After the bank has ensured that the property is legally and technically clear, all the original documents pertaining to transfer of ownership of property in your favour have been submitted and all the necessary loan agreements have been executed, finally, it is payment time! You will now actually receive the cheque in your hand. Time to celebrate! But hold on a second. Before the big moment arrives, you need to submit documents to prove that you have paid your personal contribution towards the property, since banks normally finance only up to 80‐ 85 per cent of the total cost of the house. In case you are expecting money from other sources to fund your own contribution, you need to provide sufficient evidence for the same. It is only after submitting this proof that the bank will release part‐disbursement of the loan.

The cheque will be in the name of the reseller(for resale flats), builder, society or the development authority. It is only in exceptional circumstances, thatis, if you provide documents to support that you have made an excess payment from your own account that the cheque will be handed over to you directly by the bank.


  • All banks charge interest on the loan amount from the day on which the cheque has been made and not from the day on which the cheque is handed over to you/seller. So, take delivery of the cheque the same day or the very next day to avoid paying extra interest on money.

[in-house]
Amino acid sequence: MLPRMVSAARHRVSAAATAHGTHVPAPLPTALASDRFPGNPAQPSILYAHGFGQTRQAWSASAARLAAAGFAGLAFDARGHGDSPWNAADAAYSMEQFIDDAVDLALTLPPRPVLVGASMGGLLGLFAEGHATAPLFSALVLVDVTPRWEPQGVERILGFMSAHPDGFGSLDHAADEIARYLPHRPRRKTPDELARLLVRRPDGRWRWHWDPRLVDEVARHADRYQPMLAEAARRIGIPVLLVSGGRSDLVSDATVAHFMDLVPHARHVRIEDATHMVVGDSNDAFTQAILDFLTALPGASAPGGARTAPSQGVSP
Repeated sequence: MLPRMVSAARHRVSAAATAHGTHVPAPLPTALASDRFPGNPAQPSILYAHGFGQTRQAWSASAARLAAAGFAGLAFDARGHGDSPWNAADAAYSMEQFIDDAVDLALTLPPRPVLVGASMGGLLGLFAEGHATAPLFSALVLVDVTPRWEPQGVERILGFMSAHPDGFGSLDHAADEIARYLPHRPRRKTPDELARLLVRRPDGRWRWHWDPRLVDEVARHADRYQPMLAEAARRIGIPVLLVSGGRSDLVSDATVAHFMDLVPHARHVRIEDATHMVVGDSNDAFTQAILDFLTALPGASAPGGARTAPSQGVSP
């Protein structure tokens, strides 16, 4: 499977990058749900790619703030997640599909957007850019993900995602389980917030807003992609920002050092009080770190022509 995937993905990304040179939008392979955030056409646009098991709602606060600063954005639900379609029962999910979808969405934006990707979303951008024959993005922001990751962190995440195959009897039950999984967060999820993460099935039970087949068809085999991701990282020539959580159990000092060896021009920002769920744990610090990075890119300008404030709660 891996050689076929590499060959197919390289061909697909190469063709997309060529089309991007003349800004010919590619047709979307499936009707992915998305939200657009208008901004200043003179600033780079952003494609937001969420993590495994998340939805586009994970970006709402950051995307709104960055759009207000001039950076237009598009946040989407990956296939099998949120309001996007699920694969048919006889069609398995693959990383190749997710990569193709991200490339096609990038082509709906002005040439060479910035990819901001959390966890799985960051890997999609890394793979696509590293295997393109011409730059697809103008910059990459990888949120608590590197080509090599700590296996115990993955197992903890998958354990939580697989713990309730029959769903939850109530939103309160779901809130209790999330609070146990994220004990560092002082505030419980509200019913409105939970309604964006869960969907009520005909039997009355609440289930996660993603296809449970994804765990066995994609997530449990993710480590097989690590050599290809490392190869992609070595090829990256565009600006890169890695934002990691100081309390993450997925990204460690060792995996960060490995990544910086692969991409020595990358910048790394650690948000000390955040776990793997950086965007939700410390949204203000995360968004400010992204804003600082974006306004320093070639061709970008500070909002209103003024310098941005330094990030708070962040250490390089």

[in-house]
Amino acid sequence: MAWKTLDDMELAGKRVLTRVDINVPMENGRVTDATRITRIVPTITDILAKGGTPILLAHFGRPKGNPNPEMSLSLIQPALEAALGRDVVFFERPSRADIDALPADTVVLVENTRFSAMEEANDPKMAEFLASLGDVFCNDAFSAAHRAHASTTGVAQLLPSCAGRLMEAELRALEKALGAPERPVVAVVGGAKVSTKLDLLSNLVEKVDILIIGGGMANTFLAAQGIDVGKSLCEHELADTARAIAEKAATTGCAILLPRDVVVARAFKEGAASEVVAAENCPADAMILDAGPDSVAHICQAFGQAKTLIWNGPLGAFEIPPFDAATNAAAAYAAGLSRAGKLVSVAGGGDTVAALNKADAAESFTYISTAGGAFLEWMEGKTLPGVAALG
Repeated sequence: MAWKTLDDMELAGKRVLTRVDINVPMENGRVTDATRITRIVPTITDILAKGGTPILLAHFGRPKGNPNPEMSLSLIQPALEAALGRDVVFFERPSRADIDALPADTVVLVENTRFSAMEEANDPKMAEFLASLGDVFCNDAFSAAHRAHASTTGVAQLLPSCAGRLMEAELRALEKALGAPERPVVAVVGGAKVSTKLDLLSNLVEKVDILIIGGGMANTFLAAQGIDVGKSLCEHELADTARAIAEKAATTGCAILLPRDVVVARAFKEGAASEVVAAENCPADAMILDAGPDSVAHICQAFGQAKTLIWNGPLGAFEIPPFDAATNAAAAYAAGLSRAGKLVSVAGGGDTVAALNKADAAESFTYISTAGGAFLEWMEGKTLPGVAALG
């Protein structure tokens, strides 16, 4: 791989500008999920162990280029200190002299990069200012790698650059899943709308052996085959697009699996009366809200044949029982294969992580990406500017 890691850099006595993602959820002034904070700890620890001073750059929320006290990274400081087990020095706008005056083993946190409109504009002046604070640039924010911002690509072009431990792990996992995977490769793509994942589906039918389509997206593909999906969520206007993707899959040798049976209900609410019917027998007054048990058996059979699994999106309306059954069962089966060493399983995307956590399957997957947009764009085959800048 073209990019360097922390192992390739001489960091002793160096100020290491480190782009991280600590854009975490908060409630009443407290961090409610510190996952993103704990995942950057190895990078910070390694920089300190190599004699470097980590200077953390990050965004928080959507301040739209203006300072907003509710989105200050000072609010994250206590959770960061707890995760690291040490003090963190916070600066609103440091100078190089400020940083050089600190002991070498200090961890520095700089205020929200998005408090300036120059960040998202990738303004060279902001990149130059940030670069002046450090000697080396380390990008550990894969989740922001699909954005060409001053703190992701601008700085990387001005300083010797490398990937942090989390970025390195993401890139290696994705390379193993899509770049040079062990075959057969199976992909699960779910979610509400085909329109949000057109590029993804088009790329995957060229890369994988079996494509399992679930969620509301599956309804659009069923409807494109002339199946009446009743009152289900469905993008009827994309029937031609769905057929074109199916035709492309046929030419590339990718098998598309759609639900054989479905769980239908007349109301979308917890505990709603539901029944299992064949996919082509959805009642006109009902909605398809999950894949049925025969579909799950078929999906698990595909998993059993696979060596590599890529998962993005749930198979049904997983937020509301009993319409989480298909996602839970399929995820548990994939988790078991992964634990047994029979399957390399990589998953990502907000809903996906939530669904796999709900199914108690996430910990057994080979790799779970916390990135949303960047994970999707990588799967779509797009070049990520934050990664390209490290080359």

Usually, loans are disbursed on the basis of the stage of construction of the property. So, in case of resale or ready possession properties, the disbursement is full and final. However, in case of under‐construction properties, the payment is made in parts, also known as part‐disbursement.

Each option would have different disbursement processes.


When a loan is partly disbursed, the bank does not start EMIs immediately, since it is calculated on the total loan amount at a particular rate of interest and for a given tenure. Moreover, it normally does not start breaking up the installments into its principal and interest components until the entire loan amount is disbursed.

To overcome this difficulty, banks charge simple interest on the partly disbursed loan amount. For instance, if you have a sanctioned loan of Rs10 lakh, but the property is under construction and the bank has disbursed only Rs4 lakh, you will be charged a simple interest only on the disbursed amount. This process continues until the final disbursement takes place. The simple interest paid is called Pre‐EMI interest or Pre‐EMI.

At this stage, banks may take only around three to six post‐dated cheques on account of Pre‐EMI.


  • Always ensure that the amount of simple interest is available in your bank account to avoid dishonour of the cheque.
  • The systems of most banks do not track Pre‐EMI payments as effectively as EMI payments. However, as per the loan agreement, your liability to pay Pre‐EMI is absolute and without receiving any reminder from the bank. You may have to pay a delayed payment charge if your Pre‐EMI is delayed. So, it is in your own interest to keep track of the number of PDCs given to the bank for Pre‐EMI and replenish them, should the need arise.
  • Submit the demand letter from the builder as and when raised, to ensure that the balance disbursement can take place.
  • Collect the receipt from the builder for the part‐disbursement and hand it over to the bank.
  • Ensure all the above are complied with till the final disbursement of the loann.


If it is a ready‐possession property, the bank disburses the entire loan amount in favour of either the reseller or the builder.